Ian Cohen MLC
Legislative Council, Parliament House
Macquarie Street, SYDNEY 2OOO
Ph: 02 9230 2603 Fax: 02 9230 2267
Mobile: 0409 989 466
SECRET PLAN TO BURN POISONED TREES AND MANIPULATE TIMBER INFORMATION
Greens MLC Ian Cohen has called for a parliamentary inquiry into State Forests’ plans to supply timber to the highly controversial South Coast charcoal plant at Mogo near Batemans Bay
“It now seems that State Forests continued to use the contentious herbicide Tordon to poison trees in the adjoining Eden (Far South Coast) Forest Region after telling its Minister, and the public, in early October 2001 that it had suspended Tordon poisoning operations in the South Coast Forest Region around Batemans Bay, after public outrage at the poisoning,” said Ian Cohen MLC.
“The Minister for Forests, Kim Yeadon, yesterday inadvertently exposed the deception in a media statement. While denying that poisoning of Batemans Bay forests had continued after October last year, when he informed Parliament that the poisoning in [all] NSW forests had been stopped, he revealed that poisoning in Eden forests had continued for at least another month.”
“Documents (all supporting documents are available) that I have obtained show that :-
“State Forests initial supply planning for the Mogo Charcoal Plant included the poisoned timber from Batemans Bay forests.
“State Forests subsequently proposed to supplement the supply with Eden timber, where poisoning had continued until a senior State Forests employee became alarmed at the implications. State Forests had initially insisted that the South Coast Region forests could provide all the necessary timber, a massive 200,000 tonnes a year for 20 years.
“State Forests has redefined previously unlogged, non-commercial tree species such as redwoods and ironbarks as ‘residue’ timbers available for the charcoal plant. These trees are then targeted for so called thinning operations, by poisoning, ringbarking or felling, or are classified as logging waste from woodchip and sawlog operations despite being unwanted for either purpose. However, many of them are critical for food and shelter resources for over 400 species of native birds and animals because they are often the larger, older trees left from previous logging operations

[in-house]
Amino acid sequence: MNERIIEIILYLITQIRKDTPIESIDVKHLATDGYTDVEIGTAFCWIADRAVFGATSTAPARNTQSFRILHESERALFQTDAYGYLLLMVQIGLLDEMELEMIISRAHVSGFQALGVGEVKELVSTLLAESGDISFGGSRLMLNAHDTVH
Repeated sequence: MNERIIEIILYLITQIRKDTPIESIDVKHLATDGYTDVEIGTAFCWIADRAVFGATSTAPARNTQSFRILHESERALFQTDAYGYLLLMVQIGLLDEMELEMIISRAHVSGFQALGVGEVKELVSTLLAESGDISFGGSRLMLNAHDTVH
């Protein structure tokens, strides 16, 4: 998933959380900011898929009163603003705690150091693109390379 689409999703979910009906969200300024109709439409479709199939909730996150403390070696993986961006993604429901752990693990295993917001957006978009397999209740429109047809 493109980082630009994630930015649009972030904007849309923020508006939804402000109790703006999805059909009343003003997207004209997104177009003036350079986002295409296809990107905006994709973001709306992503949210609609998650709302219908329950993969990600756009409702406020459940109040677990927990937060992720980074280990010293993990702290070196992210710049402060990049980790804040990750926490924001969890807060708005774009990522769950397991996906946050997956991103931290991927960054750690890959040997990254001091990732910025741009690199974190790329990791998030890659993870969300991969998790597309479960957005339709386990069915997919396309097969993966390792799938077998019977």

“State Forests engaged in protracted discussions with the Department of Planning to change the proposed Southern Region Forest Agreement to accommodate the charcoal timber supply after its public exhibition in May 2001. The Forest Agreement is the internal NSW Government approval which frees State Forests from the usual environmental planning and assessment requirements for forestry operations
“The exhibited draft Forest Agreement made no reference to the charcoal supply. There is no evidence that the ‘comprehensive regional forest assessment’, which underpins the Forest Agreement, ever considered the impacts of the charcoal supply.
“The Forest Agreement was not signed off by the NSW Government until 3 May 2002, two days after its 1 May approval of the charcoal plant.
“State Forests signed a confidential Timber Supply Agreement with the charcoal plant operator on 4 February 2002 before the Environmental Impact Statement submissions for the charcoal plant were complete or any planning approval given,
“The Timber Supply Agreement was made in February 2002 but the Government was still saying in April that no decision would be made on the charcoal plant until all EIS submissions had been thoroughly considered. In the event, a record number of submissions were lodged, over 1530. Some 98% opposed the plant and the Department of Planning did not complete its examination of the submissions and make its report until late April.”
“Each of these points raise the question whether this state agency, charged with the environmentally responsible management of our public forest resource, has persuaded, or aided, the Carr Government to approve a massive new woodchipping operation to feed the charcoal plant on the basis of deception, that no tree would be felled just to provide charcoal and that no poisoned trees had been included in the supply calculations?”
“As I predicted, the tabling of the charcoal plant documents is beginning to unravel a betrayal of the broader public interest surrounding the charcoal plant deal.”
“There is much more to be revealed and I am convinced that a parliamentary inquiry is required.”
“I shall be seeking support for the inquiry from the Opposition and the cross bench members who supported my initial motion that condemned the Government over its approval of the plant, just 3 weeks ago.”